Grant Award Details
To enhance the regeneration of sensory hair cells in human and mouse inner ear tissues to restore inner ear function. In this project, hair cell progenitors from human utricles will be characterized for the ability to regenerate ex vivo in the presence of Wnt agonists. In addition, utricles from transgenic mice will be cultured and putative progenitors fate mapped after damage and Wnt treatment. Finally, in vivo mouse models of utricle inner ear hair cell degeneration and regeneration will be characterized.
Grant Application Details
- Enhancing hair cell regeneration in mouse and human inner ear
Hearing loss (HL) is a permanent sensory disorder affecting over 278 million people worldwide. In the US and California, 20% of individuals suffer from this sensory deficit. Those affected range from newborns (2 per 1000), to children aged 3-17 (5 per 1000), to adults including the elderly (~33% in aged 65-74 and ~50% >85 years old). Existing treatments aim at improving the symptoms of HL, yet fail to reverse the main underlying pathology, loss of inner ear sensory hair cells (HC).
HCs are required for hearing and vestibular function. In the mammalian cochlea, no spontaneous HC regeneration occurs, whereas the vestibular organs exhibit a limited capacity to regenerate HCs. We propose to characterize candidate HC progenitors in vestibular tissues from transgenic mice and surgical patients. The most exciting aspect of this proposal is to understand the natural behavior of HC progenitors in mouse and human inner ear tissues, and whether growth factors enhance regeneration. We will also test whether regenerated HC are functional, and correlate the degree of HC regeneration with functional recovery at the whole animal level, where we can manipulate HC progenitors using transgenic or pharmacologic approaches. Upon completion, we will have learnt whether we can enhance HC regeneration by controlling HC progenitors. Moreover, our model systems may serve as a platform for other basic and preclinical studies aiming at regenerating HC to reverse HL.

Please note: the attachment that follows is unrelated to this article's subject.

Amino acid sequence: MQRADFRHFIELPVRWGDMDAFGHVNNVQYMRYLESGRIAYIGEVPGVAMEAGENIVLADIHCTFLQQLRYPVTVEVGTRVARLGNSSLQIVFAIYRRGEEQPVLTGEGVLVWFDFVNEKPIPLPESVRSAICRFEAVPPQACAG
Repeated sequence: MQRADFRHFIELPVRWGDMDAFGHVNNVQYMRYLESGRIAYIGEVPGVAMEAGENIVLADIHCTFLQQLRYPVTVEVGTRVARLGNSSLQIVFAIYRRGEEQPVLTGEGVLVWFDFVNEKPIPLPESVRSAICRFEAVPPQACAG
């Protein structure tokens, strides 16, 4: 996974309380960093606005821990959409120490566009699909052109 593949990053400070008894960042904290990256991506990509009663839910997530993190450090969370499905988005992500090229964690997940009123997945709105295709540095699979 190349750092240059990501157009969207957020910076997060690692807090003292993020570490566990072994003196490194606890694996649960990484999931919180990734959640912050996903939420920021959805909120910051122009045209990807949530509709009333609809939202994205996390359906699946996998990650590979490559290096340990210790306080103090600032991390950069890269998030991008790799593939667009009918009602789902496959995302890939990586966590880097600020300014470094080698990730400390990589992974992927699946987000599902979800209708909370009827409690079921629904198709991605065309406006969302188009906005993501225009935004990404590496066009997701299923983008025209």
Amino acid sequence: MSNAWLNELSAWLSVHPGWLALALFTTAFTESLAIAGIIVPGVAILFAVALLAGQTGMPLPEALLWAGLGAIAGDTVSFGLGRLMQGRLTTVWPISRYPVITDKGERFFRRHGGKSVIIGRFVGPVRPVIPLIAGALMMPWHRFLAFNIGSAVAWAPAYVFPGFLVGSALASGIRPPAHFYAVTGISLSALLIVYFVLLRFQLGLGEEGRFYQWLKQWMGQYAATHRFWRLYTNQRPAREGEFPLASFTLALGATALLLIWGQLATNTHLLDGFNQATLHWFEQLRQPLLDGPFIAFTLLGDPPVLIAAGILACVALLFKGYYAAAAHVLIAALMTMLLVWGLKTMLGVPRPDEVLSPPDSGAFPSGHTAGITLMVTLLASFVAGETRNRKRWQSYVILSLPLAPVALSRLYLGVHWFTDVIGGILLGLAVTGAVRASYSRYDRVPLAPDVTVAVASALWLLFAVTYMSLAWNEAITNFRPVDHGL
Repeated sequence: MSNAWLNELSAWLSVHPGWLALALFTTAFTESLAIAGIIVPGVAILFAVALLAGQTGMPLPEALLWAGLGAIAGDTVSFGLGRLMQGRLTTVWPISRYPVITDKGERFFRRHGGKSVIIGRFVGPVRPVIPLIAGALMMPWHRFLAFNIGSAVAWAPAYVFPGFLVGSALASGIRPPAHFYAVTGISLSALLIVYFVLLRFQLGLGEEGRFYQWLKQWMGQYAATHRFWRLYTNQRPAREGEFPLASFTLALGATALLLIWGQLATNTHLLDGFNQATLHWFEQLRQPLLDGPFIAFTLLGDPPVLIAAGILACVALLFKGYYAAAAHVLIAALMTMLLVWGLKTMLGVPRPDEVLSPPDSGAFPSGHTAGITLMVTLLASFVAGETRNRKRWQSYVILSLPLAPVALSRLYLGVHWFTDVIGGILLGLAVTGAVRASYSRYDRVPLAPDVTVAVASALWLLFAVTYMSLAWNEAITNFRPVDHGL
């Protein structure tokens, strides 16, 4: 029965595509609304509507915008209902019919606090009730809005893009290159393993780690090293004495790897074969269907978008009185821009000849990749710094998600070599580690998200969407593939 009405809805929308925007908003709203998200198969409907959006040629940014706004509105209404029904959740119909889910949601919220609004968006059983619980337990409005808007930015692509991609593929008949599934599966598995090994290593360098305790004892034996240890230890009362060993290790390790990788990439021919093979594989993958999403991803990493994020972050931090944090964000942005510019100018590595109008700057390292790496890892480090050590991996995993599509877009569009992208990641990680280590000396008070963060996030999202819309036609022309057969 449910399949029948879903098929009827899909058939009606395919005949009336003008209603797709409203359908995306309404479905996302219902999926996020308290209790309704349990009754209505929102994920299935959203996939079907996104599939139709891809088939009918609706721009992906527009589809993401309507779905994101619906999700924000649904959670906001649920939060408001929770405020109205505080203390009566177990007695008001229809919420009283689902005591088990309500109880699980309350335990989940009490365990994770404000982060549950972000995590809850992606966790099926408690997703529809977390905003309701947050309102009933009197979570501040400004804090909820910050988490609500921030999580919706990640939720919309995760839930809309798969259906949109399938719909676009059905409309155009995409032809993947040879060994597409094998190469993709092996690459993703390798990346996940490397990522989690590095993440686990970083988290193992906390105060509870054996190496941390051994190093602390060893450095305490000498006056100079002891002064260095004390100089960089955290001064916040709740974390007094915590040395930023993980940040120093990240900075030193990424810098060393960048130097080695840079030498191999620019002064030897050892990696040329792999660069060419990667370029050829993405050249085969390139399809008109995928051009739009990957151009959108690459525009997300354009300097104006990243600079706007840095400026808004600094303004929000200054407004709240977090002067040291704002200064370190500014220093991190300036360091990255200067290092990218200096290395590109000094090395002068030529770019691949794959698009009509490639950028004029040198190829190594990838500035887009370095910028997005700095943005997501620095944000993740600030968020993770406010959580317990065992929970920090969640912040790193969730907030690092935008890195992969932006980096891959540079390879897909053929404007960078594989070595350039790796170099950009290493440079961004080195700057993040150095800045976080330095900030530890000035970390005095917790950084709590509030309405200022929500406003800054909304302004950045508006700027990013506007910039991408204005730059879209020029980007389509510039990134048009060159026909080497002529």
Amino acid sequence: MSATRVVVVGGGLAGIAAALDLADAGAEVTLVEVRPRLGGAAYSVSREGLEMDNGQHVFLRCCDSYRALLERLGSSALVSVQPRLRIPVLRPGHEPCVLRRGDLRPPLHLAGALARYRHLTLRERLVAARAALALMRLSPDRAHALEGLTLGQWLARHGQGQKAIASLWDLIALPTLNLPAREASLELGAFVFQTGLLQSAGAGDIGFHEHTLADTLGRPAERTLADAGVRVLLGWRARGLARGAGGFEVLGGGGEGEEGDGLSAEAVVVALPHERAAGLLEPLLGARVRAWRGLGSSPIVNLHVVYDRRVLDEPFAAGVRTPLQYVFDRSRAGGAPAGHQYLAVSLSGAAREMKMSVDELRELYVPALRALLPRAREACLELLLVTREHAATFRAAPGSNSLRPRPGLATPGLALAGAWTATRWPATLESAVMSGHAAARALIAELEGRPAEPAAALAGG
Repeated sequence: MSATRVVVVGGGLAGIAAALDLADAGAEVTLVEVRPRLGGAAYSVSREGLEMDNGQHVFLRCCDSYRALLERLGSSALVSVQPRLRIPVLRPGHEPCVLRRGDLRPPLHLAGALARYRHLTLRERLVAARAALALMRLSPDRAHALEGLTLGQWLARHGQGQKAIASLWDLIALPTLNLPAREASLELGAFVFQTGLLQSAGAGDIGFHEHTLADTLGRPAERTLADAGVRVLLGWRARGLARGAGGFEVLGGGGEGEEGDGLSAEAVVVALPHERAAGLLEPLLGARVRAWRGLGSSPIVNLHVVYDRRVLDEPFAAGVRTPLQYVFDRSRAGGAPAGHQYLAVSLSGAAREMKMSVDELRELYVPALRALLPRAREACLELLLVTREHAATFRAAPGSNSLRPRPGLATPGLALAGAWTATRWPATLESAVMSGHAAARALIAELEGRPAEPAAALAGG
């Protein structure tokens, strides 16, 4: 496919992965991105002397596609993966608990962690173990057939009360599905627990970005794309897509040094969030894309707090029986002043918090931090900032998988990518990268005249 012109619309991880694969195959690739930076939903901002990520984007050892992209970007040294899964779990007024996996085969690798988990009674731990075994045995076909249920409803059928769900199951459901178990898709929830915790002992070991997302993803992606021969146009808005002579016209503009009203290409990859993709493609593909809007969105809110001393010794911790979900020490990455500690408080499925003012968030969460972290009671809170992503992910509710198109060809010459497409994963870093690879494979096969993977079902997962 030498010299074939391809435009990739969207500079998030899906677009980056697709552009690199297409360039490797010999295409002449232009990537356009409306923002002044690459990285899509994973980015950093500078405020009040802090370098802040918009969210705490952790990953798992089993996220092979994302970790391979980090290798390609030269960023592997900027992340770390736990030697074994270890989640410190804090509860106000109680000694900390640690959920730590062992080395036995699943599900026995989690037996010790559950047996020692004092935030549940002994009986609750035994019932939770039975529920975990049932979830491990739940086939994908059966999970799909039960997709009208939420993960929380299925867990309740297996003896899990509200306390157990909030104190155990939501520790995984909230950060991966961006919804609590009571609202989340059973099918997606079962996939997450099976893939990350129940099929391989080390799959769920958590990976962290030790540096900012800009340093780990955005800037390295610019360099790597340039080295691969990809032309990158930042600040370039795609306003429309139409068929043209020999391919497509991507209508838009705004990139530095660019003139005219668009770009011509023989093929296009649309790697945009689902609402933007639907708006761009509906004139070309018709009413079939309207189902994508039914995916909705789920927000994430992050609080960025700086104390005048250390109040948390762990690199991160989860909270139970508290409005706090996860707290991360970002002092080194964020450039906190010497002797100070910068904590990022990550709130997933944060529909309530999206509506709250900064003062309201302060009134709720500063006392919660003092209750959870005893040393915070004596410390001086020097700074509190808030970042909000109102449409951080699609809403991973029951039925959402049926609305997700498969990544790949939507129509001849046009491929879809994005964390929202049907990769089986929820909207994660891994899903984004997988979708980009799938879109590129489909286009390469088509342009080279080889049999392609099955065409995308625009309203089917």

Hearing loss (HL) is a permanent sensory disorder affecting over 278 million people worldwide. In the US and California, it is estimated that 20% (48 and 7.7 million, respectively) of individuals suffer from this sensory deficit. Those affected range from newborns (2 per 1000), to children aged 3-17 (5 per 1000), to adults including the elderly (~33% in aged 65-74 and ~50% >85 years old). Because normal hearing is essential for language development and communication, the impact of HL is profound. Currently, treatment options including hearing aids and cochlear implantation aim at improving the symptoms of HL, yet fail to reverse the main underlying pathology, loss of inner ear sensory hair cells (HC).
HCs are required for hearing and balance function. Recently, we have defined a population of HC progenitors in the mouse inner ear. Here, we will further characterize these progenitors in human and mouse utricles, the gravity sensing organ, and test if activating developmental signals augments regeneration. If one can direct somatic progenitor cells to replace lost HCs with new functional ones, one can envision therapeutics targeting somatic progenitors in patients with HL. Importantly, our model system will not only provide insights into whether signaling pathways can modulate HC regeneration, but also be used as a platform for pre-clinical drug testing. Successful therapeutics, if safe, can potentially benefit millions of Californians suffering from HL.
- Cell Rep (2019) Atoh1 Directs Regeneration and Functional Recovery of the Mature Mouse Vestibular System. (PubMed: 31291569)
- J Clin Invest (2018) Sox2 haploinsufficiency primes regeneration and Wnt responsiveness in the mouse cochlea. (PubMed: 29553487)
- Nat Commun (2015) Lgr5+ cells regenerate hair cells via proliferation and direct transdifferentiation in damaged neonatal mouse utricle. (PubMed: 25849379)
- Development (2015) Sensory hair cell development and regeneration: similarities and differences. (PubMed: 25922522)
- Development (2014) Spontaneous hair cell regeneration in the neonatal mouse cochlea in vivo. (PubMed: 24496619)